Georgia Tangires

Georgia Topal Tangires, a retired music director of the Greek Orthodox Cathedral of the Annunciation who served her congregation for decades, died of Parkinson’s disease complications July 21 at the Maryland Masonic Home Rehabilitation Center in Hunt Valley. She was 86 and lived in Ruxton.

Born in Baltimore and raised on Edmondson Avenue, she was the daughter of Charles Kyriakos Topal (Topaltzas) and his wife, Irene Moraitou, Greek immigrants from Karabourna in Asia Minor. The family owned and operated Edmondson Lunch and the Majestic Pie Co. She was a 1949 graduate of Western High School, where she led a glee club and performed with the school orchestra. While a student she attracted the attention of Emile H. Serposs, who directed a music program in city public schools. Mr. Serposs encouraged her and suggested she play piano and accompany student choral performances.

Georgia received a scholarship to the Peabody Conservatory of Music and upon graduation in 1953, was bestowed The Harold Randolph Award for outstanding achievement. Her teachers included Ifor Jones for conducting, Pasquale Tallarico for piano, Justin Williams for voice, and Bruce Eicher for organ. She also led the school’s preparatory chorus classes and was a substitute harmony teacher. She was an active member of the Baltimore Chapter of American Guild of Organists, MENC, the National Association of Teachers of Singing, and the Choristers Guild. She accompanied the Maryland State Chorus. Her daughter, Helen Tangires of Washington, said her mother often mentioned her Peabody classmate and friend, Tommy Newsom, a saxophone player who appeared frequently on The Tonight Show Starring Johnny Carson.

She joined the Baltimore Department of Education and taught music at the old Edmondson High School. She also taught at then-Villa Julie College, now Stevenson University, and at the Samuel Ready School, where she sat on the board of trustees.

In 1954 she married William Tangires, who owed Blue Top Diners, a business that included 24 mobile lunch wagons based on Boston Street in Canton. They settled in Ruxton in 1970.

In 1977, Georgia spearheaded the formation of the Eastern Federation of Greek Orthodox Church Choirs. She conducted the Federation’s First Conference in 1977 and 3 subsequent Conferences in 1980, 1981, and 1999.

Georgia represented the Eastern Federation at the 1st annual meeting of the National Forum in Denver and was a panelist in the workshop “The Clergy and the Choir: A Partnership” along with Father George Gallos and others.

The National Forum’s first National Choir School was held at the Annunciation Cathedral in Baltimore in August of 1985, a ten day event under the direction of Anna and Father Gallos, Georgia Tangires, and Paul Mavromihalis.

Georgia was the director of the Church Music Institute for Organ held at the Cathedral in 1989, 1990, and 1991 which was co-sponsored by the Forum and the Eastern Federation. They were acclaimed as “very successful and very well executed.”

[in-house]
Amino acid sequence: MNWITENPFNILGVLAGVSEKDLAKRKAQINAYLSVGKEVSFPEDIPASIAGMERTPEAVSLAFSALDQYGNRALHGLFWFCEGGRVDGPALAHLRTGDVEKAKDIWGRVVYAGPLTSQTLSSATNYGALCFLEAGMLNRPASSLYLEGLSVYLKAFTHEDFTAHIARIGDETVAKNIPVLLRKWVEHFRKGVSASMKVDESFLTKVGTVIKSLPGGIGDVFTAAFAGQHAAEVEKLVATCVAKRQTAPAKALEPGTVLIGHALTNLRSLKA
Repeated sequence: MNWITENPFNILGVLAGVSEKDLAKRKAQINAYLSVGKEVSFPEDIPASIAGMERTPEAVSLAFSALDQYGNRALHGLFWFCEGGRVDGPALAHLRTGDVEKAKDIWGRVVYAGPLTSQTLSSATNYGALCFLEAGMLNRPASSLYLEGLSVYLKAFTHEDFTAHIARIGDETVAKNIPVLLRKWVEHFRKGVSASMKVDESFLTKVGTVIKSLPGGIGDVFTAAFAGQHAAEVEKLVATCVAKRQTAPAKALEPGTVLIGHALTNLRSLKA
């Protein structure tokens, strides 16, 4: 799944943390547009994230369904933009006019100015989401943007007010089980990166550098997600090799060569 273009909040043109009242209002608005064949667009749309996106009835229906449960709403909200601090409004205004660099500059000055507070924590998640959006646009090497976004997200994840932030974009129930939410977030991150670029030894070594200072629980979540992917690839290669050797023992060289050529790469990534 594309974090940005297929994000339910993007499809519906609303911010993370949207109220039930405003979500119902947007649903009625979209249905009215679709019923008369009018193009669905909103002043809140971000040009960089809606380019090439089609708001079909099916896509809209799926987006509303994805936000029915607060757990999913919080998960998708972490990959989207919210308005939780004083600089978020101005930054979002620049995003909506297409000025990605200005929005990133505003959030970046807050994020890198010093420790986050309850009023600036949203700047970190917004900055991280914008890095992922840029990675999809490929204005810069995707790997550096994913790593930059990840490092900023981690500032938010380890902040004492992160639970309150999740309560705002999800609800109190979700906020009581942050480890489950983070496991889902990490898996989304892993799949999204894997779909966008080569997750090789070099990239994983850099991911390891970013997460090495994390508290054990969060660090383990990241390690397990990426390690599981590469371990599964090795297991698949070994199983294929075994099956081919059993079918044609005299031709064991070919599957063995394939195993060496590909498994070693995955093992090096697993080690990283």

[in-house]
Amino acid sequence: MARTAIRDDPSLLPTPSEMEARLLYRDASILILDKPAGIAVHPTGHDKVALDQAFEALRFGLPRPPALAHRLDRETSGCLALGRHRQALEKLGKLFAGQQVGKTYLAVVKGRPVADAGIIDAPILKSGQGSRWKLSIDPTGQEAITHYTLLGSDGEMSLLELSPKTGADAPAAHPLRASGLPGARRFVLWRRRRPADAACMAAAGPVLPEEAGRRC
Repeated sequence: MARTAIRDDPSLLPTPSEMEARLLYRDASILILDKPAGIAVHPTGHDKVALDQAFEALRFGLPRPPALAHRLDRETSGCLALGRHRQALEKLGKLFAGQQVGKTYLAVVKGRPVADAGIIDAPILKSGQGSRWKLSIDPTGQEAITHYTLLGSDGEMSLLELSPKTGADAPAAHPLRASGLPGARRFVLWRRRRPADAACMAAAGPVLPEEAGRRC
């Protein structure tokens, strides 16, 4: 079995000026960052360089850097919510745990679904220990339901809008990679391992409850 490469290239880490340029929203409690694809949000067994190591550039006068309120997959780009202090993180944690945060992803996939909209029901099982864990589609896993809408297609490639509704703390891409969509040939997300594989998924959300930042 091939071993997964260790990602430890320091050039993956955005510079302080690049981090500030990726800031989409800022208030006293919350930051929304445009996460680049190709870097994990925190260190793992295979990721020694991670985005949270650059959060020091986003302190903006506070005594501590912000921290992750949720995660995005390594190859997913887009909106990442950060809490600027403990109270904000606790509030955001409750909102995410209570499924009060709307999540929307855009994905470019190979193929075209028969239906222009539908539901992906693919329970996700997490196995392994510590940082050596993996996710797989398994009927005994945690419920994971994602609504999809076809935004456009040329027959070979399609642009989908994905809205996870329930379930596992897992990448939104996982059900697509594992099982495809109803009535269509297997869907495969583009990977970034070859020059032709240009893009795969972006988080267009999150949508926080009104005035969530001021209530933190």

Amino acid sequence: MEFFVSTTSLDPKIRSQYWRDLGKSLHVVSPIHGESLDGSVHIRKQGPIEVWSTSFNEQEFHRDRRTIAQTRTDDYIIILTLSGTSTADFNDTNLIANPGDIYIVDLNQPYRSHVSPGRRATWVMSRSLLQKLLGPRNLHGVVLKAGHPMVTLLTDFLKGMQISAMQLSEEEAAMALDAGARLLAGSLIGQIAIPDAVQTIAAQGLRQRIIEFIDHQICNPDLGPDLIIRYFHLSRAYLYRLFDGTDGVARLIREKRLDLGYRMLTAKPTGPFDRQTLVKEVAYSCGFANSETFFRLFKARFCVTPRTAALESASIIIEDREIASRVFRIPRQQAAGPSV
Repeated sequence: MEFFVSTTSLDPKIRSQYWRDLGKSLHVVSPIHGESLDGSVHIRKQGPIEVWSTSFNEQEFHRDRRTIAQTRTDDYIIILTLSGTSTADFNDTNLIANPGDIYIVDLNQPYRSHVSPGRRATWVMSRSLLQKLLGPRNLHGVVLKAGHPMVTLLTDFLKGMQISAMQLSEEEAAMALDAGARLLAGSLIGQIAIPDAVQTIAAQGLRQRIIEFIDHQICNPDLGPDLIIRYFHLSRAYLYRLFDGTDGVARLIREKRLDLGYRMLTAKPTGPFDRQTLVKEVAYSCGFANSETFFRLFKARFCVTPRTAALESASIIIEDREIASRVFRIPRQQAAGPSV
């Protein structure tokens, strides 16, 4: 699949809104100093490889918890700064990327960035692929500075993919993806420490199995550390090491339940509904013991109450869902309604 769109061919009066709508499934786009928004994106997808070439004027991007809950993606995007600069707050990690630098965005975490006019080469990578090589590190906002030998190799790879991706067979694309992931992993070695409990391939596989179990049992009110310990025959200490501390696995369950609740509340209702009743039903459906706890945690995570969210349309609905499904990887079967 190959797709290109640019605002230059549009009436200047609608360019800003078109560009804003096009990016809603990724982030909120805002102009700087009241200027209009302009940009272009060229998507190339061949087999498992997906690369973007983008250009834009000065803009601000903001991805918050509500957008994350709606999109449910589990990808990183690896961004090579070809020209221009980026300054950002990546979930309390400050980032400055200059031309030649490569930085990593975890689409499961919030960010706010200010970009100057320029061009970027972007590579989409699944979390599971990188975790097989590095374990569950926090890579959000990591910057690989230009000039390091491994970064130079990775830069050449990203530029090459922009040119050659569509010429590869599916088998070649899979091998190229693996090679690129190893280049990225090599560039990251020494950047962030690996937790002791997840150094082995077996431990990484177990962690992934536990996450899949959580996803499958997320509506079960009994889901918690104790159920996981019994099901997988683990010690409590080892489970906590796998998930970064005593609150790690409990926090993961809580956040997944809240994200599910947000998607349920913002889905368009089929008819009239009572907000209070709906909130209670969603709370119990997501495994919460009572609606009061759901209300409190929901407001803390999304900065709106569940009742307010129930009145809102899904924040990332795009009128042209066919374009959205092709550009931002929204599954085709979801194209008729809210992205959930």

She helped develop one of the first official position papers entitled “The Use of the Organ” adopted by the Forum in 1985.

Georgia wrote the first article for the National Forum’s MUSICA series, entitled “The Use of the Organ in the Greek Orthodox Church”.

She developed the handbook entitled “Repertoire for the Greek Orthodox Church Organist” co-published by the National Forum which contains arrangements by Georgia Tangires and others, considered appropriate for use during Orthodox services and also includes guidelines and suggestions for organists.

“She loved to play at weddings,” said Ms. Tangires, her daughter. “My mother adapted the organ and applied modern techniques of conducting for Greek Orthodox liturgical music. Her choir was versed in both Byzantine chant and four-part harmony, in Greek and English.”

In 1990 Georgia was awarded the St. Romanos the Melodist Medallion for Exemplary Archdiocesan Service, the highest national honor given to a church musician by the National Forum of Greek Orthodox Church Musicians. She was also presented with the Archdiocesan Cross in Orlando, Florida.

Georgia conducted numerous workshops at Clergy Laity Congresses, National Forum Meetings, and Federation Conferences. She presented compositions, lectures, and served as conductor and organist at various conferences and performed at St. Bartholomew’s Church in New York City.

In 1996, the Annunciation parish presented a testimonial luncheon in her honor with numerous congratulatory letters from dignitaries, nationally and locally, including the Mayor and Baltimore City Council who declared the festive day, “Georgia Tangires Day.”

Georgia served the Annunciation Cathedral for over six decades as choir member, organist, and director of music. She also served as the choir director at St. Nicholas in Baltimore's Greektown for almost 10 years. During her tenure as director, she participated in hierarchical services and programs for Patriarchs Demetrios and Bartholomew, Archbishops Michael, Iakovos, Spyridon, and Demetrios. She retired from the cathedral in 2010 and continued to be a beloved mentor to many. 

She enjoyed bird watching and observing animal life, and spent time at Ocean City and Bethany Beach, DE, and at Black Water Falls, WV.

Georgia will lie in repose at the Greek Orthodox Cathedral of the Annunciation, 24 W. Preston St., from 10 a.m. to 10:30 a.m. Friday, when her funeral services will begin.

In addition to her husband of 64 years and her daughter, survivors include two other daughters, Dimitra Tangires and Mary Wojnowski, both of the Eastern Shore; and many nieces and nephews.

May Her Memory Be Eternal!